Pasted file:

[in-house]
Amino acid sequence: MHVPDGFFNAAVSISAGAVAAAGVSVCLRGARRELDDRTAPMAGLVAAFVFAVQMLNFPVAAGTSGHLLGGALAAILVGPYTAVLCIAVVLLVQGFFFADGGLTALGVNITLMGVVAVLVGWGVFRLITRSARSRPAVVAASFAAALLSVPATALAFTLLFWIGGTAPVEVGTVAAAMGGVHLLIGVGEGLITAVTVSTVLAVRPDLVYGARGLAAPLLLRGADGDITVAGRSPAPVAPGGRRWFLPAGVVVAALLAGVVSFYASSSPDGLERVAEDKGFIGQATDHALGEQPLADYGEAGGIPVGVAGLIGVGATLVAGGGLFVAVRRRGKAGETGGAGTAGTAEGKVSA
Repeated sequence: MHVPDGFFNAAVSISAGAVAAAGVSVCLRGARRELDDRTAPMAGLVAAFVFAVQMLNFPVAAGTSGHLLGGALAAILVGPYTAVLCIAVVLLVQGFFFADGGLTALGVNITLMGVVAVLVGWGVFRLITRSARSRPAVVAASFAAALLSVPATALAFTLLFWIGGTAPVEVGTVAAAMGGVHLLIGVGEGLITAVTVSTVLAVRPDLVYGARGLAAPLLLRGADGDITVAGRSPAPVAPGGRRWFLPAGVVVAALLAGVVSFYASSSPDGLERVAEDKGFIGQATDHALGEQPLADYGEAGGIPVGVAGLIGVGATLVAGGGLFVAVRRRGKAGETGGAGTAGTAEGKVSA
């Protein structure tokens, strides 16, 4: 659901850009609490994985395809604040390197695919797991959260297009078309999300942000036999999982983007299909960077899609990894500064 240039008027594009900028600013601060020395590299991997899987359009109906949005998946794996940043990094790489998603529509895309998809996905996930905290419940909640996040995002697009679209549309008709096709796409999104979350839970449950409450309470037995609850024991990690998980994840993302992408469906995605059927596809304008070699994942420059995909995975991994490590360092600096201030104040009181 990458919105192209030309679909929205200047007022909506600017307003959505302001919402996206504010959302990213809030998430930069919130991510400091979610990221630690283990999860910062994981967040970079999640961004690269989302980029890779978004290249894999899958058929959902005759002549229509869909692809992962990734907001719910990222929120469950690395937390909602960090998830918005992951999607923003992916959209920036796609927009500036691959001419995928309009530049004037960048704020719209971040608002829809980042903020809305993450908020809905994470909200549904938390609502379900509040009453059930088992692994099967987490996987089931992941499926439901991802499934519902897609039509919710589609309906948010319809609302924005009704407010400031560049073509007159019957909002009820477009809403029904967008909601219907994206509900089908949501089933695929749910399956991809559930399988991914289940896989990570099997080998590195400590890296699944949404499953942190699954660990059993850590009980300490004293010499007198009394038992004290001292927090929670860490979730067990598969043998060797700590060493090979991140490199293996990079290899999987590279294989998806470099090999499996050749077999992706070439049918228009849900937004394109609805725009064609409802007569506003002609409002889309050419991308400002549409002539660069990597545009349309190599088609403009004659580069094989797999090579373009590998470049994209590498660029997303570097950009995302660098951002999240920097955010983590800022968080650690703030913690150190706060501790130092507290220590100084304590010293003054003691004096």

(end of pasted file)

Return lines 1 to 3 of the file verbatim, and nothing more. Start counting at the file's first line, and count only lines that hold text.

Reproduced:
[in-house]
Amino acid sequence: MHVPDGFFNAAVSISAGAVAAAGVSVCLRGARRELDDRTAPMAGLVAAFVFAVQMLNFPVAAGTSGHLLGGALAAILVGPYTAVLCIAVVLLVQGFFFADGGLTALGVNITLMGVVAVLVGWGVFRLITRSARSRPAVVAASFAAALLSVPATALAFTLLFWIGGTAPVEVGTVAAAMGGVHLLIGVGEGLITAVTVSTVLAVRPDLVYGARGLAAPLLLRGADGDITVAGRSPAPVAPGGRRWFLPAGVVVAALLAGVVSFYASSSPDGLERVAEDKGFIGQATDHALGEQPLADYGEAGGIPVGVAGLIGVGATLVAGGGLFVAVRRRGKAGETGGAGTAGTAEGKVSA
Repeated sequence: MHVPDGFFNAAVSISAGAVAAAGVSVCLRGARRELDDRTAPMAGLVAAFVFAVQMLNFPVAAGTSGHLLGGALAAILVGPYTAVLCIAVVLLVQGFFFADGGLTALGVNITLMGVVAVLVGWGVFRLITRSARSRPAVVAASFAAALLSVPATALAFTLLFWIGGTAPVEVGTVAAAMGGVHLLIGVGEGLITAVTVSTVLAVRPDLVYGARGLAAPLLLRGADGDITVAGRSPAPVAPGGRRWFLPAGVVVAALLAGVVSFYASSSPDGLERVAEDKGFIGQATDHALGEQPLADYGEAGGIPVGVAGLIGVGATLVAGGGLFVAVRRRGKAGETGGAGTAGTAEGKVSA